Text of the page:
Over twenty sailors covering a round-the-clock watchstanding schedule; a couple dozen scientists and engineers pulling fieldwork-level hours — making sure all these people have a variety of hearty healthy food available when they need it is the challenge facing, and admirably met by, the galley.
Thanks to chief steward Matt for a generous overview of the role of the galley
“Galley” (referring to the kitchen) is a term used to name a particular space onboard the ship, along with “mess” (the dining area), and “scullery” (the area devoted to cleaning dishes and disposing of food scraps. The word “galley” is also used to refer, collectively, to the chief steward, steward, and mess attendant who operate these areas.
The galley is responsible, before departing port, for provisioning the ship. This entails, essentially, grocery shopping. The ship’s stores are not totally emptied and preplaced from scratch at the end of each voyage; rather, a permanent stock of supplies is maintained on board and is supplemented as needed at each port of call. This means a steward’s job can include some fairly long-term planning: for example, the favorable midwestern meat and poultry prices encouraged stocking up on these items in Marinette following the ship’s launch, rather than in subsequent, more pricey ports like Puerto Rico or Honolulu. No matter where it happens, “filling the box” involves acquiring a lot of food. According to Matt, this is by far the most difficult aspect of the steward’s role. Depending on the port, logistical support for obtaining produce, dairy, dry goods, fish, and meat can range from a dedicated procurer per category to one big solo trip to Costco. In the end, this shopping trip has to top off a store capable of feeding thirty or more people for up to as many days.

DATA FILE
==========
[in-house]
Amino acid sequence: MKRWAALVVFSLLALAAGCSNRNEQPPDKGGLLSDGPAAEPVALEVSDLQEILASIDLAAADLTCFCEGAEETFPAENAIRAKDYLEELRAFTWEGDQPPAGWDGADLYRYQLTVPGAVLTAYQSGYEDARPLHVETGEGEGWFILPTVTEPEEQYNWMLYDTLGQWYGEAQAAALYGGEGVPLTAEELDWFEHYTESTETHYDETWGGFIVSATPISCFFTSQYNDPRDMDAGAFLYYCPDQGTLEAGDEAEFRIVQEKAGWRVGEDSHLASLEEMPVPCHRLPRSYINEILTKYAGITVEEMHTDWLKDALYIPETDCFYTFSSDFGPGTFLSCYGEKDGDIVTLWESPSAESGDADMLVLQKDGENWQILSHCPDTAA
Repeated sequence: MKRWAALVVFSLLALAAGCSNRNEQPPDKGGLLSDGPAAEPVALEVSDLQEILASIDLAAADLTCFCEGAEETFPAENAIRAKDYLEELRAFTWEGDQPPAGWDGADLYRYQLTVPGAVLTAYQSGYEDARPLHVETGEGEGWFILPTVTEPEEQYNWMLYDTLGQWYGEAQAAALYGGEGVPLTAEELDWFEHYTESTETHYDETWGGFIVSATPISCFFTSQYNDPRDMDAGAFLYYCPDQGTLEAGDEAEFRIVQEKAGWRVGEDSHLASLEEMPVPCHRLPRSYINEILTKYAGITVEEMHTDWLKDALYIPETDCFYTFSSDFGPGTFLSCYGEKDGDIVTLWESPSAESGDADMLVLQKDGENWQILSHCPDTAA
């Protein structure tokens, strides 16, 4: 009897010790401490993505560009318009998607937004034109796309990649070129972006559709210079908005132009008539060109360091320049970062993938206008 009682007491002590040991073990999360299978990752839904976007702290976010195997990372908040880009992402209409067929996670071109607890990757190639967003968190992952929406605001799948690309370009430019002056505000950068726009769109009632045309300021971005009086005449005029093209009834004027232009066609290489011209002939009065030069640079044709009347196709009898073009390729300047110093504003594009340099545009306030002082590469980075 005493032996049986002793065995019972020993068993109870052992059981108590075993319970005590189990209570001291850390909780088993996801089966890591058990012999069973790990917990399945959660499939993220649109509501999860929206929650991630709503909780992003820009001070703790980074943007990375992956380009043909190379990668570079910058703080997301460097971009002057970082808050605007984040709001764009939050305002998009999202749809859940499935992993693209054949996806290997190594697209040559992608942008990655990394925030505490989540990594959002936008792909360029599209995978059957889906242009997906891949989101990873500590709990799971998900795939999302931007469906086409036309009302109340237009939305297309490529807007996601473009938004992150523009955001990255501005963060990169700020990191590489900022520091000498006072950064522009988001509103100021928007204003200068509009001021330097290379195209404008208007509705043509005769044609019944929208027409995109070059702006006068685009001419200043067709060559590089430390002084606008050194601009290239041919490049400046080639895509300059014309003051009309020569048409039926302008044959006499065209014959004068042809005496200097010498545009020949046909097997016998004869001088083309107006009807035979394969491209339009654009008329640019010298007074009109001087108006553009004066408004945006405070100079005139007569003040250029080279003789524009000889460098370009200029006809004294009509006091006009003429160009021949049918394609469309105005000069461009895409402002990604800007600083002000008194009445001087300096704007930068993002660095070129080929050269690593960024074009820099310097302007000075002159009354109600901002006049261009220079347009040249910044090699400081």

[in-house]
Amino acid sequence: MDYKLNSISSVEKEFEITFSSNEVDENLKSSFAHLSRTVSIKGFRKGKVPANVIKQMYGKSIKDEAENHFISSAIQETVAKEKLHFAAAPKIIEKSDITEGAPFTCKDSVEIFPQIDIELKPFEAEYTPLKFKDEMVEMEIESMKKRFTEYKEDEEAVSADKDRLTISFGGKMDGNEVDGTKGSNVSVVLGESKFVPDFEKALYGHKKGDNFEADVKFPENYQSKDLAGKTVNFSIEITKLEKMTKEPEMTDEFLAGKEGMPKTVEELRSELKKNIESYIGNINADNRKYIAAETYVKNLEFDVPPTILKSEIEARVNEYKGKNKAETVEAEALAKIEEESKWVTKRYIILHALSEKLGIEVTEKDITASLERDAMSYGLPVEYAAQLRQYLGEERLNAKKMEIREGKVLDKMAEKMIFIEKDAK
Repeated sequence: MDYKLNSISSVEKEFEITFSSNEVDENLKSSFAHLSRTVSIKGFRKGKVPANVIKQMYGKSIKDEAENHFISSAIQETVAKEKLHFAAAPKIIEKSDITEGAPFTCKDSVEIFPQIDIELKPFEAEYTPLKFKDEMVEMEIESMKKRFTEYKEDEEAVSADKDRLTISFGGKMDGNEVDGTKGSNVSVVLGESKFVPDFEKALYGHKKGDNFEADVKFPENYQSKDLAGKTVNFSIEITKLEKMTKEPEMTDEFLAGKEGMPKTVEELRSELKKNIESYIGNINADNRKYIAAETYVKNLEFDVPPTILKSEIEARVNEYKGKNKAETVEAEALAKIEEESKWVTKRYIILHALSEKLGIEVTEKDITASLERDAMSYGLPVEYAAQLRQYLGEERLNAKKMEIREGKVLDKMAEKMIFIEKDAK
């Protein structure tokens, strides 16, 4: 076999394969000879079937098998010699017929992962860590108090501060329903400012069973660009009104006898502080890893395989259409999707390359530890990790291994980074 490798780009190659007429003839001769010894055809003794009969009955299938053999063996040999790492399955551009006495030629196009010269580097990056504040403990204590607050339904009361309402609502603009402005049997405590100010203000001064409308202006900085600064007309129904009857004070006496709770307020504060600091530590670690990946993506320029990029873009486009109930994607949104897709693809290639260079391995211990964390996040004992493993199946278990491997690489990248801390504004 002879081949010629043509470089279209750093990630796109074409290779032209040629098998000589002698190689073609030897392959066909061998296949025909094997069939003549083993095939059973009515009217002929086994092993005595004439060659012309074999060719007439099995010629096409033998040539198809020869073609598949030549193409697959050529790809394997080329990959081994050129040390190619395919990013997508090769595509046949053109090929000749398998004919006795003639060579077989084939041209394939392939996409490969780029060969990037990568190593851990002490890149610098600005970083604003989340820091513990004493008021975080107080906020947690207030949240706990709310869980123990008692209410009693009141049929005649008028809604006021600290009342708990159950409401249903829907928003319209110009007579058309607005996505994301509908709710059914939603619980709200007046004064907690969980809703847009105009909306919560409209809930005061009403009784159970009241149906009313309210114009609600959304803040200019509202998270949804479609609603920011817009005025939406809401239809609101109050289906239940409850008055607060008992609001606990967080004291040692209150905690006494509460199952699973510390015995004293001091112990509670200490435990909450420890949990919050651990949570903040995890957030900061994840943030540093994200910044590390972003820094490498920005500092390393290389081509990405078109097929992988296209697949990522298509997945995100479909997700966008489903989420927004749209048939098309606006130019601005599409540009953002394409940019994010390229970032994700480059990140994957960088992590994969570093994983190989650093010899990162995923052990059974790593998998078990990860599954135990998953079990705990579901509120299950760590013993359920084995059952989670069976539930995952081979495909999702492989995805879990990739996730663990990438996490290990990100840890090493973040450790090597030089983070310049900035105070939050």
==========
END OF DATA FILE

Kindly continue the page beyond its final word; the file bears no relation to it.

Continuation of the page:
For our leg of the Sikuliaq’s journey, the stores were augmented, in part, by eleven 15-dozen egg crates (as well as two 40-lb boxes of liquid eggs), several hundred pounds of fish, and enough steak that after twenty-plus days underway there is about 1000 lbs remaining. We’ve also been struck by the continual availability of fresh fruit, including of course an ample supply of excellent Hawaiian pineapple.
Keeping this fully-stocked pantry makes it possible to indulge in a great deal of variety and innovation. Every galley is different; on the Sikuliaq, the steward and cook prefer, instead of planning out each meal in advance of departing, to choose menus on the fly, and peruse a couple of huge comprehensive cookbooks to expand their repertoires and our palates throughout the cruise. The result is a vast and varied slate of favorites punctuated by expert experiments and deft first tries. (What none of science party could have suspected was this galley’s first ever beef stroganoff was widely regarded by all to be a great beef stroganoff).